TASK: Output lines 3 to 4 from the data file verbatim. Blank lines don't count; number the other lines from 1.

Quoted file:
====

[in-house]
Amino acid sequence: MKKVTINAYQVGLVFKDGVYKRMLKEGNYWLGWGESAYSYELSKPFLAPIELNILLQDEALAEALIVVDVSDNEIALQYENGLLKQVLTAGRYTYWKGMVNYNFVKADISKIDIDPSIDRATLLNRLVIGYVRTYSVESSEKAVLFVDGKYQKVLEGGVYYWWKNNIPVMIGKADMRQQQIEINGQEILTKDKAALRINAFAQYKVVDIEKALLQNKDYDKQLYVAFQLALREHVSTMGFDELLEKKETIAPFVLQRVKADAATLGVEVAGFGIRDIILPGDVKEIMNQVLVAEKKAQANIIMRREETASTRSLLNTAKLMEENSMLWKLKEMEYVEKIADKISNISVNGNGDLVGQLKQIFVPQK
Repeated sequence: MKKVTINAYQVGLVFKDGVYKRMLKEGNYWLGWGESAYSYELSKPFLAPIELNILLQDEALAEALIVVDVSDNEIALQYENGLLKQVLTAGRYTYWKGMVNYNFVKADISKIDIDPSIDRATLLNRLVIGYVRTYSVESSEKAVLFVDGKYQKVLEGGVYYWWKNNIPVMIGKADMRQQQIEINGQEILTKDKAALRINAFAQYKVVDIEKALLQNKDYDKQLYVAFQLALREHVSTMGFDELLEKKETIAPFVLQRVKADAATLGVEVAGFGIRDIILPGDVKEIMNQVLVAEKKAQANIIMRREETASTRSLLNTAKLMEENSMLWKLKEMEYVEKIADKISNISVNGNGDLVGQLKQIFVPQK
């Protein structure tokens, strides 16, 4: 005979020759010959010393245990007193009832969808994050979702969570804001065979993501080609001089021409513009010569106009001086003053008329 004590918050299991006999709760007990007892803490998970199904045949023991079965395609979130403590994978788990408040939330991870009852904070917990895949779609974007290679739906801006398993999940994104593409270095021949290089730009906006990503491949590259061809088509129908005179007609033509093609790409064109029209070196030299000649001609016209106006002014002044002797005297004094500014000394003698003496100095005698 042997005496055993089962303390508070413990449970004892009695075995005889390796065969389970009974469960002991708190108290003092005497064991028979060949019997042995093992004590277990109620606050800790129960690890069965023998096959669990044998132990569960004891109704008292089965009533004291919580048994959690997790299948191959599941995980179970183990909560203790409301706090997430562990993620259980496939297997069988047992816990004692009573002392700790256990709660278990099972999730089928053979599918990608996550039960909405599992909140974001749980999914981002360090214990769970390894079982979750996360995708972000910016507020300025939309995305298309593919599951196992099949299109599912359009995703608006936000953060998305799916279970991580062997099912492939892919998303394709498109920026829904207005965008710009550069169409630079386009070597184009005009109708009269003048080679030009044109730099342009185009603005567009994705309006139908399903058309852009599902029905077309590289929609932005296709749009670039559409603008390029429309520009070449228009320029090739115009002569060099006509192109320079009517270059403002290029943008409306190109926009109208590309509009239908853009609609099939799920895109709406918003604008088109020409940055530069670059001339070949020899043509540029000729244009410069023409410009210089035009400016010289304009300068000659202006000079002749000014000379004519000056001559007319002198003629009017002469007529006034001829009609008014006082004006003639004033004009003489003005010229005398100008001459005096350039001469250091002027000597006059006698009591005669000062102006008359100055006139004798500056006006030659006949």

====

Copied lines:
Repeated sequence: MKKVTINAYQVGLVFKDGVYKRMLKEGNYWLGWGESAYSYELSKPFLAPIELNILLQDEALAEALIVVDVSDNEIALQYENGLLKQVLTAGRYTYWKGMVNYNFVKADISKIDIDPSIDRATLLNRLVIGYVRTYSVESSEKAVLFVDGKYQKVLEGGVYYWWKNNIPVMIGKADMRQQQIEINGQEILTKDKAALRINAFAQYKVVDIEKALLQNKDYDKQLYVAFQLALREHVSTMGFDELLEKKETIAPFVLQRVKADAATLGVEVAGFGIRDIILPGDVKEIMNQVLVAEKKAQANIIMRREETASTRSLLNTAKLMEENSMLWKLKEMEYVEKIADKISNISVNGNGDLVGQLKQIFVPQK
């Protein structure tokens, strides 16, 4: 005979020759010959010393245990007193009832969808994050979702969570804001065979993501080609001089021409513009010569106009001086003053008329 004590918050299991006999709760007990007892803490998970199904045949023991079965395609979130403590994978788990408040939330991870009852904070917990895949779609974007290679739906801006398993999940994104593409270095021949290089730009906006990503491949590259061809088509129908005179007609033509093609790409064109029209070196030299000649001609016209106006002014002044002797005297004094500014000394003698003496100095005698 042997005496055993089962303390508070413990449970004892009695075995005889390796065969389970009974469960002991708190108290003092005497064991028979060949019997042995093992004590277990109620606050800790129960690890069965023998096959669990044998132990569960004891109704008292089965009533004291919580048994959690997790299948191959599941995980179970183990909560203790409301706090997430562990993620259980496939297997069988047992816990004692009573002392700790256990709660278990099972999730089928053979599918990608996550039960909405599992909140974001749980999914981002360090214990769970390894079982979750996360995708972000910016507020300025939309995305298309593919599951196992099949299109599912359009995703608006936000953060998305799916279970991580062997099912492939892919998303394709498109920026829904207005965008710009550069169409630079386009070597184009005009109708009269003048080679030009044109730099342009185009603005567009994705309006139908399903058309852009599902029905077309590289929609932005296709749009670039559409603008390029429309520009070449228009320029090739115009002569060099006509192109320079009517270059403002290029943008409306190109926009109208590309509009239908853009609609099939799920895109709406918003604008088109020409940055530069670059001339070949020899043509540029000729244009410069023409410009210089035009400016010289304009300068000659202006000079002749000014000379004519000056001559007319002198003629009017002469007529006034001829009609008014006082004006003639004033004009003489003005010229005398100008001459005096350039001469250091002027000597006059006698009591005669000062102006008359100055006139004798500056006006030659006949």